Washington, Jan 16: Outgoing US President Barack Obama in an interview to CBS on "60 Minutes" programme said that he doesn't think Donald Trump's "improvisational" campaign style will work well at the White House level, and warned Americans to not "underestimate the guy".
Obama, in his final interview as the US President, said on Sunday that he told Trump, and would advise Republicans in Congress and voters, "just to make sure that as we go forward, certain norms, certain institutional traditions don't get eroded, because there's a reason they're in place."
"It had been an 'unusual' transition," said Obama, adding, "I suspect the President-elect would agree with that". Obama said that Trump is in the process of building up an organisation that will support his presidency.
"We'll have to see how that works," Obama told "60 Minutes" Steve Kroft. "It will be a test, I think, for him and the people he's designated to be able to execute on his vision."
"We are moving into an era where a lot of people get their information through tweets and soundbites... There's a power in that. There's also a danger -- what generates a headline or stirs up a controversy and gets attention isn't the same as the process required to actually solve the problem," Obama said.
The outgoing President said "thick skin" and "stamina" are important qualities to have when serving as the Commander-in-Chief, adding that he believes he is the same person today as he was at the beginning of his tenure.
Obama said "thick skin helps" in getting the complex presidential job done. He also recommended that a US President has to be physically strong enough and must not get distracted by critics in the government and the media.
"I think your ability to -- not just mentally and emotionally but physically be able to say, 'We got this. We're going to be okay'," is important, said Obama.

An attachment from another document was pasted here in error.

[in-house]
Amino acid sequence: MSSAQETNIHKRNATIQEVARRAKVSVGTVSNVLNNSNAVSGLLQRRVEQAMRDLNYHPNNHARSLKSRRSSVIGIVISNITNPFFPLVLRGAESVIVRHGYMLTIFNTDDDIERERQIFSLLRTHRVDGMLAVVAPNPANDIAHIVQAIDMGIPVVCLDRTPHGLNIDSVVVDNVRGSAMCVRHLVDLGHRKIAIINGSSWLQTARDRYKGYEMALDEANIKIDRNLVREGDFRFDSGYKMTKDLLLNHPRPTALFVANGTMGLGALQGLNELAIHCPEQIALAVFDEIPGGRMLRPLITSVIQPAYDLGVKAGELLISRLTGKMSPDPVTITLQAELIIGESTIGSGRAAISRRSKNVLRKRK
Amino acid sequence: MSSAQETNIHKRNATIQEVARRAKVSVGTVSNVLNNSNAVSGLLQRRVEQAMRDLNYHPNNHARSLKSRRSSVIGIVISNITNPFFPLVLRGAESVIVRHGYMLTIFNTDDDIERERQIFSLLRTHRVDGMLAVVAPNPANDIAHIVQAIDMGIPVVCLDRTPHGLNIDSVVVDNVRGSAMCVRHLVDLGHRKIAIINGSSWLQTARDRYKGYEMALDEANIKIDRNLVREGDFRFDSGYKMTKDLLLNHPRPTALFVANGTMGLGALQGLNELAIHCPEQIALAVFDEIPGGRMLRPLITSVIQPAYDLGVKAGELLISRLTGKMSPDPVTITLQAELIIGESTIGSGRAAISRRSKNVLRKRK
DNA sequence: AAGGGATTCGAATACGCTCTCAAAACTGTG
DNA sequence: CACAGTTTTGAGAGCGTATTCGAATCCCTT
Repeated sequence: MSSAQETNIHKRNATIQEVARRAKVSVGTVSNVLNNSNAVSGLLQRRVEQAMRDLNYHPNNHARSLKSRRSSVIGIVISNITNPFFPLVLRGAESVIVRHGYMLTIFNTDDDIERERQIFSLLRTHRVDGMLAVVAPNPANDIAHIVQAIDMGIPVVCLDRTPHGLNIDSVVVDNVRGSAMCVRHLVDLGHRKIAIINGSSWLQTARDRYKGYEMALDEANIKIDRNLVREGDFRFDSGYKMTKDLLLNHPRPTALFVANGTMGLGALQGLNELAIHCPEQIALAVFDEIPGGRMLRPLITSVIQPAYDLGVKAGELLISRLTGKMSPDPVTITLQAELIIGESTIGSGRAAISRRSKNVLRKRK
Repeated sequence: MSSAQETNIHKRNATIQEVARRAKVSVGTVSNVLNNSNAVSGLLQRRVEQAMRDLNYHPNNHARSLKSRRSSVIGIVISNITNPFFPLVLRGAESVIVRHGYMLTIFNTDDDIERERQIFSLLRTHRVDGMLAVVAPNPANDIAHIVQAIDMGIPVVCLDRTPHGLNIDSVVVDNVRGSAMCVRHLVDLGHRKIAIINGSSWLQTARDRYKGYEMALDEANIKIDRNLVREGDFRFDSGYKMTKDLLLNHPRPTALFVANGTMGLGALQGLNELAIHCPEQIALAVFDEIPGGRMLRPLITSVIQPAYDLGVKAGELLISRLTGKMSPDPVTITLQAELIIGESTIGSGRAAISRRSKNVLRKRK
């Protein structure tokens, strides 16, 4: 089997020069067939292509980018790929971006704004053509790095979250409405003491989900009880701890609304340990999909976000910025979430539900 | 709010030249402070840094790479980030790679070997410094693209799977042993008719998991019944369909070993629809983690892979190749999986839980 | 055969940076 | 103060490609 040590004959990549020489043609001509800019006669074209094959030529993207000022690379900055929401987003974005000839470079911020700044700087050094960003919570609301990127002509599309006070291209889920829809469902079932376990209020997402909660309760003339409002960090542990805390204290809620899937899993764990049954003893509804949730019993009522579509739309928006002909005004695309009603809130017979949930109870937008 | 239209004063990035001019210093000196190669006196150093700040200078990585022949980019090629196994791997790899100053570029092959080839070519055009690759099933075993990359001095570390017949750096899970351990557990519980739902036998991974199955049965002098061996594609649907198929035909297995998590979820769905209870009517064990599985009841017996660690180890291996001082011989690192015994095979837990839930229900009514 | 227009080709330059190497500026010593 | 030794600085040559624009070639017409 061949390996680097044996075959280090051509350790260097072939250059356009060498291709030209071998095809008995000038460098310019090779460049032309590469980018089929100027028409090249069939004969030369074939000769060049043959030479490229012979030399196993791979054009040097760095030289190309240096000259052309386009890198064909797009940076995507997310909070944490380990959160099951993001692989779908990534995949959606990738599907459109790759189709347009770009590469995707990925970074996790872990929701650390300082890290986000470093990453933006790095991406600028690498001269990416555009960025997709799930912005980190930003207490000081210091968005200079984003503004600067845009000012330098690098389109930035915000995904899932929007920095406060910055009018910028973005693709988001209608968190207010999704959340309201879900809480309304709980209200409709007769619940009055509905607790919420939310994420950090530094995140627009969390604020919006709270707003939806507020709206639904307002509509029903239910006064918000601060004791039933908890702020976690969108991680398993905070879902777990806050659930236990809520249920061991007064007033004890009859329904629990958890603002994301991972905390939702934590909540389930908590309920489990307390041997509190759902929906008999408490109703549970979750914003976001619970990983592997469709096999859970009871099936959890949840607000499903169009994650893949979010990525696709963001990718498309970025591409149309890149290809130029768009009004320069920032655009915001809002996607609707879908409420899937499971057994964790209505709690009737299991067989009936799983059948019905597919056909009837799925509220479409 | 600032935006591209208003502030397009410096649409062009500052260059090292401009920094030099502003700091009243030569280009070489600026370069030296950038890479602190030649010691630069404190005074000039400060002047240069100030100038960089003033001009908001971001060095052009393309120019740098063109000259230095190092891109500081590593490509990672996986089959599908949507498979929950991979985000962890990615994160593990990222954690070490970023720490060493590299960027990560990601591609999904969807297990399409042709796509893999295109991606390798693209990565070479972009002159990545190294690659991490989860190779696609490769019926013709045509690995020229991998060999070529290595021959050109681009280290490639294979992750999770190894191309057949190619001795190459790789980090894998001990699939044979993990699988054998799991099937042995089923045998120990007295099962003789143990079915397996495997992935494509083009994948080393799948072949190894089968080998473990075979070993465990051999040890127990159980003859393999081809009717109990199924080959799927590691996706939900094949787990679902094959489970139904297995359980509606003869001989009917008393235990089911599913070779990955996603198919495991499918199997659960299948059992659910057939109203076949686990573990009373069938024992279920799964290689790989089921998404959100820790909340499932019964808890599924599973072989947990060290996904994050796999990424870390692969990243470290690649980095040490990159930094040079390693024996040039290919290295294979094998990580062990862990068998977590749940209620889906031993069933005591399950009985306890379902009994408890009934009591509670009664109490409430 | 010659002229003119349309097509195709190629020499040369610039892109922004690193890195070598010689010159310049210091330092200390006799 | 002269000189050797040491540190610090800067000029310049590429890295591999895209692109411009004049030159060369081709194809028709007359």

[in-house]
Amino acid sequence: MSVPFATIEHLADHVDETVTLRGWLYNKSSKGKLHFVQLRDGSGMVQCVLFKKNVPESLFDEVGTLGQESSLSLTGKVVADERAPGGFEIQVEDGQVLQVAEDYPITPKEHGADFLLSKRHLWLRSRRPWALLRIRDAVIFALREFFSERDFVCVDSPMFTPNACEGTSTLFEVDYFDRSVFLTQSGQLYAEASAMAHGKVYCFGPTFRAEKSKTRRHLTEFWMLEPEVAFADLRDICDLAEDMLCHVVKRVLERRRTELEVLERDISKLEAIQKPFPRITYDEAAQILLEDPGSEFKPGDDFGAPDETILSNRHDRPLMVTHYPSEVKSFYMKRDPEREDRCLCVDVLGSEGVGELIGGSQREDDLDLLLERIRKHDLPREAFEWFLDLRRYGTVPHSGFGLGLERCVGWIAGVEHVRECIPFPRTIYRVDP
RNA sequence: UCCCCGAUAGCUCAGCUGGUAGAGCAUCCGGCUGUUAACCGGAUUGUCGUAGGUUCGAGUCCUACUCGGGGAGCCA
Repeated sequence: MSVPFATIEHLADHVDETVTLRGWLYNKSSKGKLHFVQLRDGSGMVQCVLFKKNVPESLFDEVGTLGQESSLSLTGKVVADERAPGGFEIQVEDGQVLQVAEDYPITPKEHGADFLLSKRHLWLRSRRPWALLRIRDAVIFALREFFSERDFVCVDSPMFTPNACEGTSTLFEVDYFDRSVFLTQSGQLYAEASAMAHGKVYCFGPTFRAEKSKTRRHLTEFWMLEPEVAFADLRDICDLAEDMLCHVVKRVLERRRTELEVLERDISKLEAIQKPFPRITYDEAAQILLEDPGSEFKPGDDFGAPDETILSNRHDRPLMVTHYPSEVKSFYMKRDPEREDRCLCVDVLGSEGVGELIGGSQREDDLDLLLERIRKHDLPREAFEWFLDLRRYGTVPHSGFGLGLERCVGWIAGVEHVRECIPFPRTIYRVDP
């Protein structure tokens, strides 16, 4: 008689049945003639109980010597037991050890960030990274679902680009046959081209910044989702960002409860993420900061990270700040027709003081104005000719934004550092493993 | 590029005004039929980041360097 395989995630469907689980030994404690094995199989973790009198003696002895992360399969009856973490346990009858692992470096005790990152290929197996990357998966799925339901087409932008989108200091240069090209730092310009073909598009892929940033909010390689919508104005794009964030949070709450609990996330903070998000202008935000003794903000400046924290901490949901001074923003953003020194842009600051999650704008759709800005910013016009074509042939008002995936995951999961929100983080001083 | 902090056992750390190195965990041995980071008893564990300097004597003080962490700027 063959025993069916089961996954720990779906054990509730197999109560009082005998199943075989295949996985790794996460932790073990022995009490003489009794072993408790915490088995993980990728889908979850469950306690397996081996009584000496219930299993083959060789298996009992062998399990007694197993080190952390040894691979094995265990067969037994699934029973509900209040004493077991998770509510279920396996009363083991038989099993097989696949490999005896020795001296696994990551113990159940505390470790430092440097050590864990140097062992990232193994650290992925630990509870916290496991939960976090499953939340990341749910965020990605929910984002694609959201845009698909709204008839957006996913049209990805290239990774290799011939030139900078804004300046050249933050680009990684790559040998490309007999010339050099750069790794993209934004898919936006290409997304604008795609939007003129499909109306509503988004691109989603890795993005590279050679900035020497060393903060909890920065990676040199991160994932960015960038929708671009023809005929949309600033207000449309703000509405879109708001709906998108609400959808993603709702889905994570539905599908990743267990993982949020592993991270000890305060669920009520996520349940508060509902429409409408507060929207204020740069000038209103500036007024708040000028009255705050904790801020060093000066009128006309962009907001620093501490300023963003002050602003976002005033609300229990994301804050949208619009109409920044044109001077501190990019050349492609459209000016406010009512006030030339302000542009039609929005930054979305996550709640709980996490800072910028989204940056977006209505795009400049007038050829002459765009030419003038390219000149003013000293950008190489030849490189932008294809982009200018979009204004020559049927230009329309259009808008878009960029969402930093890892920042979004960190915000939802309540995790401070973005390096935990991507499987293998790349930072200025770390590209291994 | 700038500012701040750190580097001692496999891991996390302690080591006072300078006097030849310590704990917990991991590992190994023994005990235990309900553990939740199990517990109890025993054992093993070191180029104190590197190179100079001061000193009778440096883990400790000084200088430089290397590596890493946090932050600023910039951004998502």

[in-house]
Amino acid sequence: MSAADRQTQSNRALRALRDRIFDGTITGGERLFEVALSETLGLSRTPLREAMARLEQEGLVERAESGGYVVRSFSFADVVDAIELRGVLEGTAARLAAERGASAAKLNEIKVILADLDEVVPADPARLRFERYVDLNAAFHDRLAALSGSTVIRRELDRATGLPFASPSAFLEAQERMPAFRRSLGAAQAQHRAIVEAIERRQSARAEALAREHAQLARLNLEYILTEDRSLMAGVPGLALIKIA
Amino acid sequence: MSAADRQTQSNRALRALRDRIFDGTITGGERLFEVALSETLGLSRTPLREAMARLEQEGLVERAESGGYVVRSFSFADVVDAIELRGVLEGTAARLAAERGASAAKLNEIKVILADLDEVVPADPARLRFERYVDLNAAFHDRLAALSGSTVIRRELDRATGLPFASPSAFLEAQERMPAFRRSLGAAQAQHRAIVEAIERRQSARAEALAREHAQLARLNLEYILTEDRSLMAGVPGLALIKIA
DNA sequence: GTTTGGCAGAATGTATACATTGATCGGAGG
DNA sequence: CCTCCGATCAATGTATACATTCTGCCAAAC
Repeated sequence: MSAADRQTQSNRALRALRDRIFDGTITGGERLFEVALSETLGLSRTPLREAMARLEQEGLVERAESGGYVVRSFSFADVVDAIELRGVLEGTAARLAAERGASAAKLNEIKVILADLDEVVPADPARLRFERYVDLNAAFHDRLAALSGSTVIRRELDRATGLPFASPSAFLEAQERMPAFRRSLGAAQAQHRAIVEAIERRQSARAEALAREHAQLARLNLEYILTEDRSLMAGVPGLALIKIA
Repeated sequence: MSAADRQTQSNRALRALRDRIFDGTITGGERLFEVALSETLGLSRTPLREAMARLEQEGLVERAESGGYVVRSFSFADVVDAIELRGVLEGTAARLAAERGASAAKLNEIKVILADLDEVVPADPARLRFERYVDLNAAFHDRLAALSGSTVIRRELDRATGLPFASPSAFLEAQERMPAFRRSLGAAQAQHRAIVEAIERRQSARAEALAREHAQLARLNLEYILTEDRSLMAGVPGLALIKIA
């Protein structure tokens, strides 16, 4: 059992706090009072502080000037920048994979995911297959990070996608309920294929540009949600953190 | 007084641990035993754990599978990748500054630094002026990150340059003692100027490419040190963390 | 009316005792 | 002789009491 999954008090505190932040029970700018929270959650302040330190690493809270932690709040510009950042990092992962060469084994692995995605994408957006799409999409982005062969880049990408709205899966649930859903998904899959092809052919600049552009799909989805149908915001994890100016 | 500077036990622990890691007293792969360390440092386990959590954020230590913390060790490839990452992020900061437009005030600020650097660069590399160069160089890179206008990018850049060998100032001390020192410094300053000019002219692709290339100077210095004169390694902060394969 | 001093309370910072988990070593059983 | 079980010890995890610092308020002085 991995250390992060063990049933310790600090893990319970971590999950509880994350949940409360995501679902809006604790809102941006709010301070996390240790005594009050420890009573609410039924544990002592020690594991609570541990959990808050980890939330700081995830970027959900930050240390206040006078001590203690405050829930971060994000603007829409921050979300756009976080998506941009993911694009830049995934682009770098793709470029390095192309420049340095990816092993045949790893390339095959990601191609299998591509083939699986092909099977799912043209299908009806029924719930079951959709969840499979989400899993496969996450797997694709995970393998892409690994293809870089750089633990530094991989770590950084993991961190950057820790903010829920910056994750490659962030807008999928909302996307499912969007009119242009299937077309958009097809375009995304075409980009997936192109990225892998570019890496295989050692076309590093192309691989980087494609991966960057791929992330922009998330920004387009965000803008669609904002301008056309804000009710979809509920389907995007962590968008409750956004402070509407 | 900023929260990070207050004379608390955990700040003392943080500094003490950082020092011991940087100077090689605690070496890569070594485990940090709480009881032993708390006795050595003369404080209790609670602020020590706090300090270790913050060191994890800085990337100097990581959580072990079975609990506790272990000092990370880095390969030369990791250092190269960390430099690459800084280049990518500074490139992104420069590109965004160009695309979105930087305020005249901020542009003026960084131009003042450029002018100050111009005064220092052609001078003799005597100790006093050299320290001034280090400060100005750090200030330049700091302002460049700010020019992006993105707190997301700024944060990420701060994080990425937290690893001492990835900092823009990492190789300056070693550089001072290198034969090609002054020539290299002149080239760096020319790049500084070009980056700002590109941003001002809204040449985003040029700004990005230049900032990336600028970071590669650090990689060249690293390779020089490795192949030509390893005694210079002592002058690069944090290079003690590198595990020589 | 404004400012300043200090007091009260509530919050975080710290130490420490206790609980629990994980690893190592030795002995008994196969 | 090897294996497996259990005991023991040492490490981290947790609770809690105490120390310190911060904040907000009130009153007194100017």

Obama also said that he is proud that his basic character and outlook did not change during his tenure. "...People who are closest to me will tell you that -- the guy who came here is the same guy who's leaving," he said of himself.
Obama also said he had been "disturbed" about intelligence reports over Russia hacking the US election.
"I have been concerned about the degree to which, in some circles, you've seen people suggest that Vladimir Putin has more credibility than the US government," Obama said.
"I think that's something new, and I think it's a measure of how the partisan divide has gotten so severe that people forget that we're on the same team," he said.
Reflecting on his own presidency, Obama said while he was effective "in shaping public opinion" around his two successful presidential bids, he "lost the PR battle" in building support around some of his administration's policy initiatives.
"There were big stretches, while governing, where even though we were doing the right thing, we weren't able to mobilise public opinion firmly enough behind us to weaken the resolve of the Republicans to stop opposing us or to cooperate with us," Obama said.